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Steve Bannon booted from White House after driving a wedge in the Trump administration

While Trump has publicly echoed Bannon’s views the U.S. needs to take a harder stance on China regarding trade, the president’s diplomatic and military chiefs aren’t putting that issue on the top of their agendas. Instead, they view China as a partner in trying to put a leash on North Korean dictator Kim Jong-un.

“To me,” Bannon said in an interview with the American Prospect this week, “the economic war with China is everything. And we have to be maniacally focused on that. If we continue to lose it, we’re five years away, I think, ten years at the most, of hitting an inflection point from which we’ll never be able to recover.”

Specifically, Bannon wants to use a provision in the 1974 U.S. Trade Act to block China from requiring that U.S. companies doing business there share innovations with their Chinese joint-venture partners. He also wants to take a harder stance on Chinese steel and aluminum dumping. The president seems on board with these efforts.

But Secretary of State Rex Tillerson and Defense Secretary James Mattis appear less interested in antagonizing China and more focused on containing Pyongyang’s threats.

At a press conference in Washington D.C. on Thursday, CBS News reported that Tillerson and Mattis reiterated U.S. resolve to defend its allies in Asia and its willingness to deploy a military against North Korea.

“Obviously any diplomatic effort in any situation where you have this level of threat that we are confronted with, a threat of proportions that none of us like to contemplate, has to be backed by a strong military consequence if North Korea chooses wrongly,” Tillerson said.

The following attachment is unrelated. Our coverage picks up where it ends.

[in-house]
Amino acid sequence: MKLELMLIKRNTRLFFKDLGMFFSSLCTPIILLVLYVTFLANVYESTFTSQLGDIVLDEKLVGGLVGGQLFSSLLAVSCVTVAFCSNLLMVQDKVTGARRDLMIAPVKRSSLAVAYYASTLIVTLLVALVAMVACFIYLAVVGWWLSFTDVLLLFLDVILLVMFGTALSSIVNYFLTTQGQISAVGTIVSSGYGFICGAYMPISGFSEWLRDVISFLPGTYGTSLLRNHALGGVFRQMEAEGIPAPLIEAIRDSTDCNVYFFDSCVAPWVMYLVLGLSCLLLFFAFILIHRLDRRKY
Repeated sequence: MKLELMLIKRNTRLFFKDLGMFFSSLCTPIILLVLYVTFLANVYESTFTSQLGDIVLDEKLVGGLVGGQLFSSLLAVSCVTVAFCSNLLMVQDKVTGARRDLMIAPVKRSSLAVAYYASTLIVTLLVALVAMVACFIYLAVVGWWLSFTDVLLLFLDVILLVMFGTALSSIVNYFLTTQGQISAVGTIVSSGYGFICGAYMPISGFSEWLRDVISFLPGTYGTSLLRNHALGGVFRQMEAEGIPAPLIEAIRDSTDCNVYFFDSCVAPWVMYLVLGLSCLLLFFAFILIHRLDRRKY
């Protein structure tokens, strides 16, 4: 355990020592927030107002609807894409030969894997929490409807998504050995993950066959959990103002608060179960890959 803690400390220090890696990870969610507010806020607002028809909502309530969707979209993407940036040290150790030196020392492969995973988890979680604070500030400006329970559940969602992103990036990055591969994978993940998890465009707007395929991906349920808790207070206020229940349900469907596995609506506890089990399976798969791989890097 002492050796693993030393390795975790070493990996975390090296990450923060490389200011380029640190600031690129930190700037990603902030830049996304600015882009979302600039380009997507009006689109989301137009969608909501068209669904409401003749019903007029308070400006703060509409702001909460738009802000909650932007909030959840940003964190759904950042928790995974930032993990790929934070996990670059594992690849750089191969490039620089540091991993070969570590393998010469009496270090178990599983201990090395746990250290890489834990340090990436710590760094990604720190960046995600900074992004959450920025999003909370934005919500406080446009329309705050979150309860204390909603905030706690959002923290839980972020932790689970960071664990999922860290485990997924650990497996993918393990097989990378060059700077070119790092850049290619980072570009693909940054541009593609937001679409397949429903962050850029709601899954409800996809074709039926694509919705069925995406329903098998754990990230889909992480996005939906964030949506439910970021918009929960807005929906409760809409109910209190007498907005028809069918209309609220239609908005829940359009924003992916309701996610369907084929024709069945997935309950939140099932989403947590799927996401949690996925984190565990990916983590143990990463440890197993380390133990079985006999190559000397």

While the U.S. is using strong language publicly about North Korea threats, it’s also recruiting China’s assistance. Susan Thornton, the State Department’s chief Asia and Pacific affairs diplomat, recently said China was “helpful and instrumental” in implementing the U.N. sanctions against North Korea for recent long-range missile tests.

For his part, Bannon rejects the notion that the U.S. would resort to a military strikes against North Korea to answer its nuclear threats.

“There’s no military solution, forget it,” he told the libearl American Prospect this week. “Until somebody solves the part of the equation that shows me that ten million people in Seoul don’t die in the first 30 minutes from conventional weapons, I don’t know what you’re talking about, there’s no military solution here, they got us.”

From Bannon’s perspective, there’s little China is going to do to help the U.S. contain North Korea, so the U.S. might as well focus on fixing what he sees as a bigger threat to America’s future prosperity: China’s trade strategies. 

Bannon’s forced resignation follows a series of resignation from other senior White House staffers.

Sophia Tesfaye

Sophia Tesfaye is Salon’s Deputy Politics Editor and resides in Washington, D.C. You can find her on Twitter at @SophiaTesfaye.

Sophia Tesfaye.

Source: Salon: in-depth news, politics, business, technology & culture > Politics

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